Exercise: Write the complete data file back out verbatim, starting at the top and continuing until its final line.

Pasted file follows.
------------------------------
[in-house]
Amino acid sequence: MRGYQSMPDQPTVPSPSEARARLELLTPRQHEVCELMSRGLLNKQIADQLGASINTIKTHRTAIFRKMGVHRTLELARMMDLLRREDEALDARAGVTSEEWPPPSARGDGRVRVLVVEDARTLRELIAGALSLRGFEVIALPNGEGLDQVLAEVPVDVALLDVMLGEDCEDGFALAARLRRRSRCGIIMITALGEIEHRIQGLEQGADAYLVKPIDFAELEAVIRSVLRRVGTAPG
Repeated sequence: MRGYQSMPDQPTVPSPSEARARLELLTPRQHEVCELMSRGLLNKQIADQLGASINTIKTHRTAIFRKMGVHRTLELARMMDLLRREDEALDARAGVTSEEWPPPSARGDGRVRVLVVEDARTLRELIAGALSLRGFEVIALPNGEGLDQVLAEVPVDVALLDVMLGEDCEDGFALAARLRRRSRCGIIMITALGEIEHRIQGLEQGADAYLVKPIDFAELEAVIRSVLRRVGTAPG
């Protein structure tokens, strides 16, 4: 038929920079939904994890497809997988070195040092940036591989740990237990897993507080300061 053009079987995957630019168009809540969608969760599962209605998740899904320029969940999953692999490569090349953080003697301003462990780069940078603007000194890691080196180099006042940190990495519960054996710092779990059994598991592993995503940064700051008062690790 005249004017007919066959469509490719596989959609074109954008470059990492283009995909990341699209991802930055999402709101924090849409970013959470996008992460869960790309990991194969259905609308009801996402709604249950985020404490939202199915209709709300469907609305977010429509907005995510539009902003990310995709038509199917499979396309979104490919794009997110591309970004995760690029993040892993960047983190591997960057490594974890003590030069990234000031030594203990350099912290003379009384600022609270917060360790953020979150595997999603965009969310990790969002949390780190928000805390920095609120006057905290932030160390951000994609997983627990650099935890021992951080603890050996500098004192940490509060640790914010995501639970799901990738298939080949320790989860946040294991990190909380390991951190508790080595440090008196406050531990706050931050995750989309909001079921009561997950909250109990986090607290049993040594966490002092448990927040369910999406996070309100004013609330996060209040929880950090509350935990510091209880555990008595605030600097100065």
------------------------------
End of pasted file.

[in-house]
Amino acid sequence: MRGYQSMPDQPTVPSPSEARARLELLTPRQHEVCELMSRGLLNKQIADQLGASINTIKTHRTAIFRKMGVHRTLELARMMDLLRREDEALDARAGVTSEEWPPPSARGDGRVRVLVVEDARTLRELIAGALSLRGFEVIALPNGEGLDQVLAEVPVDVALLDVMLGEDCEDGFALAARLRRRSRCGIIMITALGEIEHRIQGLEQGADAYLVKPIDFAELEAVIRSVLRRVGTAPG
Repeated sequence: MRGYQSMPDQPTVPSPSEARARLELLTPRQHEVCELMSRGLLNKQIADQLGASINTIKTHRTAIFRKMGVHRTLELARMMDLLRREDEALDARAGVTSEEWPPPSARGDGRVRVLVVEDARTLRELIAGALSLRGFEVIALPNGEGLDQVLAEVPVDVALLDVMLGEDCEDGFALAARLRRRSRCGIIMITALGEIEHRIQGLEQGADAYLVKPIDFAELEAVIRSVLRRVGTAPG
């Protein structure tokens, strides 16, 4: 038929920079939904994890497809997988070195040092940036591989740990237990897993507080300061 053009079987995957630019168009809540969608969760599962209605998740899904320029969940999953692999490569090349953080003697301003462990780069940078603007000194890691080196180099006042940190990495519960054996710092779990059994598991592993995503940064700051008062690790 005249004017007919066959469509490719596989959609074109954008470059990492283009995909990341699209991802930055999402709101924090849409970013959470996008992460869960790309990991194969259905609308009801996402709604249950985020404490939202199915209709709300469907609305977010429509907005995510539009902003990310995709038509199917499979396309979104490919794009997110591309970004995760690029993040892993960047983190591997960057490594974890003590030069990234000031030594203990350099912290003379009384600022609270917060360790953020979150595997999603965009969310990790969002949390780190928000805390920095609120006057905290932030160390951000994609997983627990650099935890021992951080603890050996500098004192940490509060640790914010995501639970799901990738298939080949320790989860946040294991990190909380390991951190508790080595440090008196406050531990706050931050995750989309909001079921009561997950909250109990986090607290049993040594966490002092448990927040369910999406996070309100004013609330996060209040929880950090509350935990510091209880555990008595605030600097100065």